Kevin holds several patents, has written papers and articles and presented on numerous AV networking topics. In 2006 he was awarded an AES fellowship for his contributions to digital audio networking.
Robby Gurdan graduated with an Audio Engineer and Tonmeister (SAE) degree in 1987. He worked in the audio engineering field until 1998, engineering live events and recording. In the early nineties he became actively involved in audio control systems and audio control software. Later on he became involved in networked control systems. He is the founder and co-owner of C-Mexx Software (a company that mainly created commercially successful control applications for digital audio devices from companies like Yamaha, Roland, Soundcraft and Fostex). In 2006 Robby became the CTO of Uman GmbH in Düsseldorf Germany, and since 2011 is the MD of Uman Technologies Cape Town, South Africa. Together with Richard Foss, he holds six international patents in the field of networking and protocols, and is the co-author of the AES-X170 audio network control protocol draft standard.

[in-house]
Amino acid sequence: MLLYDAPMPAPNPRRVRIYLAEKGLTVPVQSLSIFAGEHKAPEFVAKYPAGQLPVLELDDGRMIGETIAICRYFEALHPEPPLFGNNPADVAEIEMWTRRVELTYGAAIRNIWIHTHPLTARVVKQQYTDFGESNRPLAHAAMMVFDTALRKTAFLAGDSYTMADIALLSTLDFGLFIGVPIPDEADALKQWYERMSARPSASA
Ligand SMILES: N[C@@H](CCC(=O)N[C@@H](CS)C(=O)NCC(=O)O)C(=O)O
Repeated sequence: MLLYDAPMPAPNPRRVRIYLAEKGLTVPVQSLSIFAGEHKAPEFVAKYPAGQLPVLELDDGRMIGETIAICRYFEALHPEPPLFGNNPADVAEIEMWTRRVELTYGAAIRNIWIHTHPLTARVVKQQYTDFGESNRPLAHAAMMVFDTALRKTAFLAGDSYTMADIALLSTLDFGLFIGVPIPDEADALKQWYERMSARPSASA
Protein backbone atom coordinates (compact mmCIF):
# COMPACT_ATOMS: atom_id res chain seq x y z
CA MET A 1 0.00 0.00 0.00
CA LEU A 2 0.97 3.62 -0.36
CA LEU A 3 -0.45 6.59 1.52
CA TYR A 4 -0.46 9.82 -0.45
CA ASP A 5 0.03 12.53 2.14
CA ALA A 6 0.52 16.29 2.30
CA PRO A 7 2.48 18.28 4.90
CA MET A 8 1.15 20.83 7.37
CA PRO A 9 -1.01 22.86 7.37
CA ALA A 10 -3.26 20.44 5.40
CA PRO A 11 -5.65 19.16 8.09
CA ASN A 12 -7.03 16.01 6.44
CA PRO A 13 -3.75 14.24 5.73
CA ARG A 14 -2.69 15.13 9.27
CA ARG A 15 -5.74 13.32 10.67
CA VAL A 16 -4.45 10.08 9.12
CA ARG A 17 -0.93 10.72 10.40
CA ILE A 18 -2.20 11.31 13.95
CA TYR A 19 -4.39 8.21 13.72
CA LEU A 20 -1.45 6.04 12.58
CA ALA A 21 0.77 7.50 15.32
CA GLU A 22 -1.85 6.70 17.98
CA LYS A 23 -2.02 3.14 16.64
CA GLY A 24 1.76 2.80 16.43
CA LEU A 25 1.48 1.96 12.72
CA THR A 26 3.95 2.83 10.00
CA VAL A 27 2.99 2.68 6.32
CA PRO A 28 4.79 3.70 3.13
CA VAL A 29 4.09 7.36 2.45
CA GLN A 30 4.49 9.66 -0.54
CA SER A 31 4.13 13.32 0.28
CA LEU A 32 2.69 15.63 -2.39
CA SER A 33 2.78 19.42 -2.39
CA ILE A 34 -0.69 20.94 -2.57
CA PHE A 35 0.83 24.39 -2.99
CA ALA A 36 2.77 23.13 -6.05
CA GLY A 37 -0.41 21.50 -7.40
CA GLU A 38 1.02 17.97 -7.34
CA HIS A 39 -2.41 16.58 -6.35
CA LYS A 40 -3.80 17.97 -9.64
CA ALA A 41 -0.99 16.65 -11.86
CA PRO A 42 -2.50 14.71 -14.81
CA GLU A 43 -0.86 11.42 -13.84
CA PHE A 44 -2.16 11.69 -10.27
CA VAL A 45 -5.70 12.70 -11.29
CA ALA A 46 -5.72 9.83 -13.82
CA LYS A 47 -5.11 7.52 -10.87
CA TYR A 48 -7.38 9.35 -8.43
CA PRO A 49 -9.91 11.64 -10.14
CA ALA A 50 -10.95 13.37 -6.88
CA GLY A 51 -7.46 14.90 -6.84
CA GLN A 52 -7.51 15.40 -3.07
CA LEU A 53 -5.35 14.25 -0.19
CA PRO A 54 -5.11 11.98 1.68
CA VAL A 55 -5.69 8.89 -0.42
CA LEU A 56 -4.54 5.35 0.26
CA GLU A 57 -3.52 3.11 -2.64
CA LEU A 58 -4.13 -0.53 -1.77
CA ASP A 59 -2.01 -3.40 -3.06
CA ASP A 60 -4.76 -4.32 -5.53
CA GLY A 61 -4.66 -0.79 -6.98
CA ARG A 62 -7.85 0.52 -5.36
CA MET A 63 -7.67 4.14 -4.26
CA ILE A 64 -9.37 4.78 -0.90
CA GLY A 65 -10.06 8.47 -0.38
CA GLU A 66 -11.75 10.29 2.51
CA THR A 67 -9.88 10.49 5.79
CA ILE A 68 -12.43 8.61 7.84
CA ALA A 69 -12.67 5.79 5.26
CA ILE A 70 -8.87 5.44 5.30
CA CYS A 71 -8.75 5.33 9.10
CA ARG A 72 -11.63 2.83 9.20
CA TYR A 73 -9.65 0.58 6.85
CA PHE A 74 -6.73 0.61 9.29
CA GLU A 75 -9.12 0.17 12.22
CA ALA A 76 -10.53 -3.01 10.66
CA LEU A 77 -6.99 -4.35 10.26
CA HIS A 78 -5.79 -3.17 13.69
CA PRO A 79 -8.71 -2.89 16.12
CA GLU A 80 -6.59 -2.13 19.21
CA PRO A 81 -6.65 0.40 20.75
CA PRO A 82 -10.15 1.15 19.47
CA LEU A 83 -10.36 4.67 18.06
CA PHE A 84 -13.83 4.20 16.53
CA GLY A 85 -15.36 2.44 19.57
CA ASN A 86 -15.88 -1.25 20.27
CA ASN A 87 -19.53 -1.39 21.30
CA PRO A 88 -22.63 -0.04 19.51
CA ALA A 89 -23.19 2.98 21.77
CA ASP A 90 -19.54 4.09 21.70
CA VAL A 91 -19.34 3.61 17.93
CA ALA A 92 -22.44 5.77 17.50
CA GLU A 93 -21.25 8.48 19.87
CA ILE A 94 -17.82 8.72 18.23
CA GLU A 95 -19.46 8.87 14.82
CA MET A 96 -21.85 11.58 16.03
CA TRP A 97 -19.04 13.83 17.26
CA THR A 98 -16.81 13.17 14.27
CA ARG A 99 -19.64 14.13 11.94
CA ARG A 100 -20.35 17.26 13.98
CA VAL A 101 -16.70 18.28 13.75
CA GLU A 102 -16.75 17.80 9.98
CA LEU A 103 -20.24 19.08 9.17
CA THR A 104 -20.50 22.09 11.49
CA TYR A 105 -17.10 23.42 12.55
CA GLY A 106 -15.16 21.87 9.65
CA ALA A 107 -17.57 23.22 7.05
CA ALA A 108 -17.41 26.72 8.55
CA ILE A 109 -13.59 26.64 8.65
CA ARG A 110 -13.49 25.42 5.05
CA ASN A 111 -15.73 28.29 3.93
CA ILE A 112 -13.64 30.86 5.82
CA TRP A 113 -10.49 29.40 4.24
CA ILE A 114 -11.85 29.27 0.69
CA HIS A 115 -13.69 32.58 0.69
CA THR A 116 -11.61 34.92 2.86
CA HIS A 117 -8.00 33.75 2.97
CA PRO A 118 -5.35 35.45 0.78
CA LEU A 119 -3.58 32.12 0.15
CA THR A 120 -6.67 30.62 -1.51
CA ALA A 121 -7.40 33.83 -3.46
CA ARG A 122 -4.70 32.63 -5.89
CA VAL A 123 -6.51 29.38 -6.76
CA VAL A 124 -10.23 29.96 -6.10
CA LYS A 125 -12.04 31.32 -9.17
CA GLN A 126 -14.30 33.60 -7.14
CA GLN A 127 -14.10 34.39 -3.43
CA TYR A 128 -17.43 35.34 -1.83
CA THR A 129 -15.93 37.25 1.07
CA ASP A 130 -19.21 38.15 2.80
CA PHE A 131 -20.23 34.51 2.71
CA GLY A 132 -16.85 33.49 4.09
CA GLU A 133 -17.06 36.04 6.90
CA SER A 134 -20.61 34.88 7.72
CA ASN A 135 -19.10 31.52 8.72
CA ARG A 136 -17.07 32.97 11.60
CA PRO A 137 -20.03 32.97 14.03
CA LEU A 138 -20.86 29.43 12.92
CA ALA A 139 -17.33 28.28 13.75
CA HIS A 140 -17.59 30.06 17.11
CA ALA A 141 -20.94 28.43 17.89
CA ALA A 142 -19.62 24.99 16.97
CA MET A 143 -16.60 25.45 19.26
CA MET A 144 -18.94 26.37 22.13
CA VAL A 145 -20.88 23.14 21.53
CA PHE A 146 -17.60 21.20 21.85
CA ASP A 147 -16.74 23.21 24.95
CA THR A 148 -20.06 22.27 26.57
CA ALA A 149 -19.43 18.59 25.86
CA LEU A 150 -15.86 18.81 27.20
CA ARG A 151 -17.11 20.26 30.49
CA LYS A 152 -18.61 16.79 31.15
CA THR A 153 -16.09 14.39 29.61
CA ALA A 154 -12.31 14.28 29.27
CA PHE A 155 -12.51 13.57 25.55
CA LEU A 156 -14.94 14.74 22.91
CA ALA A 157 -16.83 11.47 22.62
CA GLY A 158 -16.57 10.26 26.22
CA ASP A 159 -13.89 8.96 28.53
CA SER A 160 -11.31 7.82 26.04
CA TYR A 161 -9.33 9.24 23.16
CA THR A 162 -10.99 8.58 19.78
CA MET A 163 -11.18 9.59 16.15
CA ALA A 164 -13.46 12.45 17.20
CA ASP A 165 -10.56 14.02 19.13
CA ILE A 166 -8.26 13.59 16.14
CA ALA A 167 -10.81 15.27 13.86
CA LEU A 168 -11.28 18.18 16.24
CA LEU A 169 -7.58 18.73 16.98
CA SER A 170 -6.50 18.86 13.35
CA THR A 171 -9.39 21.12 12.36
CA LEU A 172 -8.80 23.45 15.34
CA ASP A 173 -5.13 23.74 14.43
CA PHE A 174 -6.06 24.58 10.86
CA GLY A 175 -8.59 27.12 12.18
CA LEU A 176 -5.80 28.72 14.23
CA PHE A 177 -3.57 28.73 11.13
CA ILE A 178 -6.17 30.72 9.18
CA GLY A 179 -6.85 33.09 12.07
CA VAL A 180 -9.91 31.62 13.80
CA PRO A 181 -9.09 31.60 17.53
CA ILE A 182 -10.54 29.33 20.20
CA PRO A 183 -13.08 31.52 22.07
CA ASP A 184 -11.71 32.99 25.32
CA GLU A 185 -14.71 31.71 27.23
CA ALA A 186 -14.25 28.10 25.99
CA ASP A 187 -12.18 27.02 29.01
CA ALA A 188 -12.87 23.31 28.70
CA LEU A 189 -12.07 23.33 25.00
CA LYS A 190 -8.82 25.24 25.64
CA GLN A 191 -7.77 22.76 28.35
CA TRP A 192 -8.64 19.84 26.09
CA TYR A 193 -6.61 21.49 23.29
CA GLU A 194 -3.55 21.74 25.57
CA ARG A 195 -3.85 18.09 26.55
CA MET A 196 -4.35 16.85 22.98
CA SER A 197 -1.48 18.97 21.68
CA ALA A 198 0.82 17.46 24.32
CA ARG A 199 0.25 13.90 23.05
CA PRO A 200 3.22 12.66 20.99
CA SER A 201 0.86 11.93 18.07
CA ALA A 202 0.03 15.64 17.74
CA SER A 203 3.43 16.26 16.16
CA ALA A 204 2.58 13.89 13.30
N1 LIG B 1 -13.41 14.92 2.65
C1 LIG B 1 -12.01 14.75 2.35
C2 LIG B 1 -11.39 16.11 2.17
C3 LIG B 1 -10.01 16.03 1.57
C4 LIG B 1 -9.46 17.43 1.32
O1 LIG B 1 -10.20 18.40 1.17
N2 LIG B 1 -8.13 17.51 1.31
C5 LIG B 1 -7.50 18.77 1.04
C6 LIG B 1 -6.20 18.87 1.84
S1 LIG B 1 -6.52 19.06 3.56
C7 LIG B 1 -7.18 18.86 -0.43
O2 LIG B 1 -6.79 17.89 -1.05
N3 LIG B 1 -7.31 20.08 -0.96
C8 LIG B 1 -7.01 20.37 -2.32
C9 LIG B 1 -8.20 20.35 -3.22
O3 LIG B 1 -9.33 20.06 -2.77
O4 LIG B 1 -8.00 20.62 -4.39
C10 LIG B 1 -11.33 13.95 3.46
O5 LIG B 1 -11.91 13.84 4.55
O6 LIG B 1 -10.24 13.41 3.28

Stefan Heinzmann is a freelancing consultant who has worked for a number of customers in professional audio in the past 20 years. Being a computer scientist by education, he prefers to work on system architecture problems, and on the boundary between soft- and hardware. He has contributed to the design of digital mixing consoles, digital audio interfaces and control frameworks. He currently devotes most of his time to RAVENNA, the real-time audio network framework by ALC NetworX.